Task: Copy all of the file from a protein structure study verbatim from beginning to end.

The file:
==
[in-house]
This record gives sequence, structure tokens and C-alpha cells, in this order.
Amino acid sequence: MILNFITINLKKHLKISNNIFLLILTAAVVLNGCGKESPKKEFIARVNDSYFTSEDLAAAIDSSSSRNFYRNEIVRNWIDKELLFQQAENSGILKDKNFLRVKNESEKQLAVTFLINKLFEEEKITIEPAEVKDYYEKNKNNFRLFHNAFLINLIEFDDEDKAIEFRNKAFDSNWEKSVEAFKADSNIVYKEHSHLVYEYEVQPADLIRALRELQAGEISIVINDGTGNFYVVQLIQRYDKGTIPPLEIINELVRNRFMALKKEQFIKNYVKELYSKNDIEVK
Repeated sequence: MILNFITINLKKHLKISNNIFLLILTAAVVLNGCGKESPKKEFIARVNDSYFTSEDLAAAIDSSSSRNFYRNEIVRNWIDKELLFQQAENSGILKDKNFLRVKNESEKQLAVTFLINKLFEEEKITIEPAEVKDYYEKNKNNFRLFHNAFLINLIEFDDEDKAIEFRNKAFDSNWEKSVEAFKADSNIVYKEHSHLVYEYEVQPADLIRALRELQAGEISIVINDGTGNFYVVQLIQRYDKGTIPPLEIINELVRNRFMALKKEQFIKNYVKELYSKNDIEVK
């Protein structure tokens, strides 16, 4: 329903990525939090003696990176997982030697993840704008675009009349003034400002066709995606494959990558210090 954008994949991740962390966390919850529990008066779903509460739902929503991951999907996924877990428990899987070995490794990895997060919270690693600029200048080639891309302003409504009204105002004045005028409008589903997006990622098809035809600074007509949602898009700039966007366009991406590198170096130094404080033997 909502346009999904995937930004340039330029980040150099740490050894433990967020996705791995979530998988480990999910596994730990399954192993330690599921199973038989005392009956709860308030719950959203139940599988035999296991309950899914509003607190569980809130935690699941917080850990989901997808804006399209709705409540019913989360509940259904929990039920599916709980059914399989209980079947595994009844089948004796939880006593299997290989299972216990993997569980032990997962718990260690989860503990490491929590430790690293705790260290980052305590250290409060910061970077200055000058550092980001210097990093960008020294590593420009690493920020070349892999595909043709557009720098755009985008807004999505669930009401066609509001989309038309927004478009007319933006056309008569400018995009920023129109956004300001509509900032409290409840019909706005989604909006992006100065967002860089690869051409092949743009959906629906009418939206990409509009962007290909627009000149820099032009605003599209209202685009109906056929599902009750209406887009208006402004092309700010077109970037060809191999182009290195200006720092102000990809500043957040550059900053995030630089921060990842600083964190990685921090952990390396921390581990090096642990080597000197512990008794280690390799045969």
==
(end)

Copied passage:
[in-house]
This record gives sequence, structure tokens and C-alpha cells, in this order.
Amino acid sequence: MILNFITINLKKHLKISNNIFLLILTAAVVLNGCGKESPKKEFIARVNDSYFTSEDLAAAIDSSSSRNFYRNEIVRNWIDKELLFQQAENSGILKDKNFLRVKNESEKQLAVTFLINKLFEEEKITIEPAEVKDYYEKNKNNFRLFHNAFLINLIEFDDEDKAIEFRNKAFDSNWEKSVEAFKADSNIVYKEHSHLVYEYEVQPADLIRALRELQAGEISIVINDGTGNFYVVQLIQRYDKGTIPPLEIINELVRNRFMALKKEQFIKNYVKELYSKNDIEVK
Repeated sequence: MILNFITINLKKHLKISNNIFLLILTAAVVLNGCGKESPKKEFIARVNDSYFTSEDLAAAIDSSSSRNFYRNEIVRNWIDKELLFQQAENSGILKDKNFLRVKNESEKQLAVTFLINKLFEEEKITIEPAEVKDYYEKNKNNFRLFHNAFLINLIEFDDEDKAIEFRNKAFDSNWEKSVEAFKADSNIVYKEHSHLVYEYEVQPADLIRALRELQAGEISIVINDGTGNFYVVQLIQRYDKGTIPPLEIINELVRNRFMALKKEQFIKNYVKELYSKNDIEVK
């Protein structure tokens, strides 16, 4: 329903990525939090003696990176997982030697993840704008675009009349003034400002066709995606494959990558210090 954008994949991740962390966390919850529990008066779903509460739902929503991951999907996924877990428990899987070995490794990895997060919270690693600029200048080639891309302003409504009204105002004045005028409008589903997006990622098809035809600074007509949602898009700039966007366009991406590198170096130094404080033997 909502346009999904995937930004340039330029980040150099740490050894433990967020996705791995979530998988480990999910596994730990399954192993330690599921199973038989005392009956709860308030719950959203139940599988035999296991309950899914509003607190569980809130935690699941917080850990989901997808804006399209709705409540019913989360509940259904929990039920599916709980059914399989209980079947595994009844089948004796939880006593299997290989299972216990993997569980032990997962718990260690989860503990490491929590430790690293705790260290980052305590250290409060910061970077200055000058550092980001210097990093960008020294590593420009690493920020070349892999595909043709557009720098755009985008807004999505669930009401066609509001989309038309927004478009007319933006056309008569400018995009920023129109956004300001509509900032409290409840019909706005989604909006992006100065967002860089690869051409092949743009959906629906009418939206990409509009962007290909627009000149820099032009605003599209209202685009109906056929599902009750209406887009208006402004092309700010077109970037060809191999182009290195200006720092102000990809500043957040550059900053995030630089921060990842600083964190990685921090952990390396921390581990090096642990080597000197512990008794280690390799045969």